Benioff steps up with $6 million to remodel hotel to serve SF homeless

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San Francisco city leaders and the city's biggest business on Thursday announced a deal to create 58 units of housing aimed at getting people off the streets and back on their feet.

The Bristol Hotel at 56 Mason in the Tenderloin had been closed for years and it’s now being remodeled, renovated and will serve as “step up” housing, slated to open in February. It's is a way for people to move out of supportive housing and on to more independence.

The project had been in danger of collapsing, but the city reached out to Salesforce CEO Marc Benioff and his wife Lynne Benioff, who stepped up-- donating more than $6 million to make this housing dream a reality-- that will allow rents here to stay in the $500 to $650 dollars per month range.

Benioff and city leaders say this is proof that public private partnerships are the way for the city to dig out of the homeless crisis once and for all. The donation will be used to pay for the first five years of the building's 20-year lease.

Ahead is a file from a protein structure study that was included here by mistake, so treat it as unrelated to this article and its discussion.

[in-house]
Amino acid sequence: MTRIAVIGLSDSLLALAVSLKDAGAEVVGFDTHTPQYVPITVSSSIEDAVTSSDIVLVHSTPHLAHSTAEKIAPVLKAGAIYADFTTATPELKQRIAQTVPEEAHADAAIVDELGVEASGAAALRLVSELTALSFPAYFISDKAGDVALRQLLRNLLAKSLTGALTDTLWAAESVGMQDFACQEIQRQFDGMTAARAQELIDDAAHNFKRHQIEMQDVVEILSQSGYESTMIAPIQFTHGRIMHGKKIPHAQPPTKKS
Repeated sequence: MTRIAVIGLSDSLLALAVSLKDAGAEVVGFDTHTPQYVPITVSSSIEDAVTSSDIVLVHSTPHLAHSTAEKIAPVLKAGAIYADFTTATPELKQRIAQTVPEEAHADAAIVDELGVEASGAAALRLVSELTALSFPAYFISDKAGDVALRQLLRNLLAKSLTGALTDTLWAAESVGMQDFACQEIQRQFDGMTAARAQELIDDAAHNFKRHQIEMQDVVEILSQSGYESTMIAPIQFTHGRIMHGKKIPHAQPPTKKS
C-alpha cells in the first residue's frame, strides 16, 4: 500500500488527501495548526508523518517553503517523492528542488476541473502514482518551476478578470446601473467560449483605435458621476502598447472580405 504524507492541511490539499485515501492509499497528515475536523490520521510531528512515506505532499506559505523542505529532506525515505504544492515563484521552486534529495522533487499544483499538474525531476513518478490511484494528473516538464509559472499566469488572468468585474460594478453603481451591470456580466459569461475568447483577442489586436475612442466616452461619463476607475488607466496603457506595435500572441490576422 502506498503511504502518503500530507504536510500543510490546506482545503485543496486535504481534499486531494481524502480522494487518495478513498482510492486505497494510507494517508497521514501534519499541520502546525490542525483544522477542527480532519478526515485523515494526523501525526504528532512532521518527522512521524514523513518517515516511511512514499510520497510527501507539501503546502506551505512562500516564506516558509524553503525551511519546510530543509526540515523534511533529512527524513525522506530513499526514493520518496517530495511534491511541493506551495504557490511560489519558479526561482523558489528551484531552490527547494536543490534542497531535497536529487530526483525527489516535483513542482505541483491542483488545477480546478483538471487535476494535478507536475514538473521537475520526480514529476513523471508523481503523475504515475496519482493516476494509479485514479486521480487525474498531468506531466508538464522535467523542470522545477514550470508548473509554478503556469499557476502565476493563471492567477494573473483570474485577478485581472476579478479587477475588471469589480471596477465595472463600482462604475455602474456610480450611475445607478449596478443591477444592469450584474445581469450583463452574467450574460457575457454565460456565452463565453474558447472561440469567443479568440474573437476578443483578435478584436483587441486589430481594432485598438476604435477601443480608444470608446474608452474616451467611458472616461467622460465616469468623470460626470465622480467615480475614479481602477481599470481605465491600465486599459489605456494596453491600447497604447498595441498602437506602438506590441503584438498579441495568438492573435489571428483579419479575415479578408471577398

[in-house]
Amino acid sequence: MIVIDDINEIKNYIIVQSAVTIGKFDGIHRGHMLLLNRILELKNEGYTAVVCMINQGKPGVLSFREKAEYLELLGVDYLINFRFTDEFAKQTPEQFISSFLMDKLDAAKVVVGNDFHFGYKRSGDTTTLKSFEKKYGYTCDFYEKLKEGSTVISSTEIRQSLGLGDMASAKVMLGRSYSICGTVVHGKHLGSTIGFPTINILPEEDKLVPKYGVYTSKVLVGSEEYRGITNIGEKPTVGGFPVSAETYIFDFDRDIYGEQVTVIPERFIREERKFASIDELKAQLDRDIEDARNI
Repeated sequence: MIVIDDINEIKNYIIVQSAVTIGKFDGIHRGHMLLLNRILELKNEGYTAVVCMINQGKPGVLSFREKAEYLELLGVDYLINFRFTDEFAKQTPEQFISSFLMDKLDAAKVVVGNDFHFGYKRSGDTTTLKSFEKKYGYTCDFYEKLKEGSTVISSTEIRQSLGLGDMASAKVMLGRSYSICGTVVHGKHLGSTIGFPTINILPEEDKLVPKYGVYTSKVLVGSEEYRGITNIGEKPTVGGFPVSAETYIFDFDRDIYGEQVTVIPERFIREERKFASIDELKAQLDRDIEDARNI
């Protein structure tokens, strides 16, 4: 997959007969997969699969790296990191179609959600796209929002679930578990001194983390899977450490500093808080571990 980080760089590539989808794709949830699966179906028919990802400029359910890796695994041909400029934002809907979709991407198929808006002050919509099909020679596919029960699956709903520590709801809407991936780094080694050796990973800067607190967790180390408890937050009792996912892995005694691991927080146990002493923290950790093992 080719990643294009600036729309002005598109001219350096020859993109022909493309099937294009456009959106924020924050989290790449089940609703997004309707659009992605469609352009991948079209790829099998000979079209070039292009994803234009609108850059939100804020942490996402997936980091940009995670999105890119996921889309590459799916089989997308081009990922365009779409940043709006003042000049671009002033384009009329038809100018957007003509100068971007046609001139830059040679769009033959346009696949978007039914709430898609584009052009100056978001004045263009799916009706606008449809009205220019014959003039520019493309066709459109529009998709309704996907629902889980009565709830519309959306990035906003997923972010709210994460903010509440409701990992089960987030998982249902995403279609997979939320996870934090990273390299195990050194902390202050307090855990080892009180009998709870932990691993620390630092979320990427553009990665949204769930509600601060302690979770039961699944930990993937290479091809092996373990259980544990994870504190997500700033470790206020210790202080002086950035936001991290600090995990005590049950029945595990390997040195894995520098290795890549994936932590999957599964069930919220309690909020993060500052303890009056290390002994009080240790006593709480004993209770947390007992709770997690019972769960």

The mayor pointed out that this “step up” housing will create more space in supportive housing and navigation centers.

"This doesn't come along every single day. I started making the phone calls and not everyone said yes, but Marc Benioff said yes as soon as I asked him," Breed said.

"My top priority as mayor has been addressing this and we know that not one size fits all," Breed said. "Many people who are struggling with homelessness are struggling with mental illness and substance abuse disorders and those are challenges that we have to address in addition to providing 
safe and affordable places for people to call home."

Benioff also called out his fellow CEOs to step up and donate to make a better San Francisco.

Benioff said, "When it comes to ending homelessness, it doesn't take miracles, it takes money--and it takes a lot of money... That's why with the passage of Proposition C, the city will start collecting that money on Jan. 1.

"Bristol Hotel is a preview of what will come because the city will have the money to do it. Not just to do this but to do so many other things that are on our lists. It's the beginning of a parade of new 
investments to end homelessness in our city," he said.

Bay City News contributed to this report